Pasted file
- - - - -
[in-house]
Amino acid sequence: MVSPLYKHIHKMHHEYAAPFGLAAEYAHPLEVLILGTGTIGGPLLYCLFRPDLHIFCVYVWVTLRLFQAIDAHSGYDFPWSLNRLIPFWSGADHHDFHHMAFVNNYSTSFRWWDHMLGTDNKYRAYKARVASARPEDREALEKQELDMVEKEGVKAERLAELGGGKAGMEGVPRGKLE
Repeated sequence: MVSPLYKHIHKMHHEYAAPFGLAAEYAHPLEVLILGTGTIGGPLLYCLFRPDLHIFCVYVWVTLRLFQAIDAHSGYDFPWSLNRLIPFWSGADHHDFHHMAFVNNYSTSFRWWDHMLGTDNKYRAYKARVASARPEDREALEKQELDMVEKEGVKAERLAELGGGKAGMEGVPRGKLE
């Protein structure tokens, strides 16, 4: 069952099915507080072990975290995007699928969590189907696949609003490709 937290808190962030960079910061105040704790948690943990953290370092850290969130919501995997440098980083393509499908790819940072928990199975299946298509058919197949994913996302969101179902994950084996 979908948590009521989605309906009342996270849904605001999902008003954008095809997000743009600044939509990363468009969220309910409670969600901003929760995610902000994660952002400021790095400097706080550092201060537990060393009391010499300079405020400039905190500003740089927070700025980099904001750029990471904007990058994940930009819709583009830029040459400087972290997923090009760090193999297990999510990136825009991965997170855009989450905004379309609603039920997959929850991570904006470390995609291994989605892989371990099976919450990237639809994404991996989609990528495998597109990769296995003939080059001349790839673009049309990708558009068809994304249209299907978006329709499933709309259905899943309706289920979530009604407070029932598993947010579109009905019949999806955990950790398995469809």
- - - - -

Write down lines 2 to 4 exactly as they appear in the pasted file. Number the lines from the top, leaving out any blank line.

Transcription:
Amino acid sequence: MVSPLYKHIHKMHHEYAAPFGLAAEYAHPLEVLILGTGTIGGPLLYCLFRPDLHIFCVYVWVTLRLFQAIDAHSGYDFPWSLNRLIPFWSGADHHDFHHMAFVNNYSTSFRWWDHMLGTDNKYRAYKARVASARPEDREALEKQELDMVEKEGVKAERLAELGGGKAGMEGVPRGKLE
Repeated sequence: MVSPLYKHIHKMHHEYAAPFGLAAEYAHPLEVLILGTGTIGGPLLYCLFRPDLHIFCVYVWVTLRLFQAIDAHSGYDFPWSLNRLIPFWSGADHHDFHHMAFVNNYSTSFRWWDHMLGTDNKYRAYKARVASARPEDREALEKQELDMVEKEGVKAERLAELGGGKAGMEGVPRGKLE
């Protein structure tokens, strides 16, 4: 069952099915507080072990975290995007699928969590189907696949609003490709 937290808190962030960079910061105040704790948690943990953290370092850290969130919501995997440098980083393509499908790819940072928990199975299946298509058919197949994913996302969101179902994950084996 979908948590009521989605309906009342996270849904605001999902008003954008095809997000743009600044939509990363468009969220309910409670969600901003929760995610902000994660952002400021790095400097706080550092201060537990060393009391010499300079405020400039905190500003740089927070700025980099904001750029990471904007990058994940930009819709583009830029040459400087972290997923090009760090193999297990999510990136825009991965997170855009989450905004379309609603039920997959929850991570904006470390995609291994989605892989371990099976919450990237639809994404991996989609990528495998597109990769296995003939080059001349790839673009049309990708558009068809994304249209299907978006329709499933709309259905899943309706289920979530009604407070029932598993947010579109009905019949999806955990950790398995469809």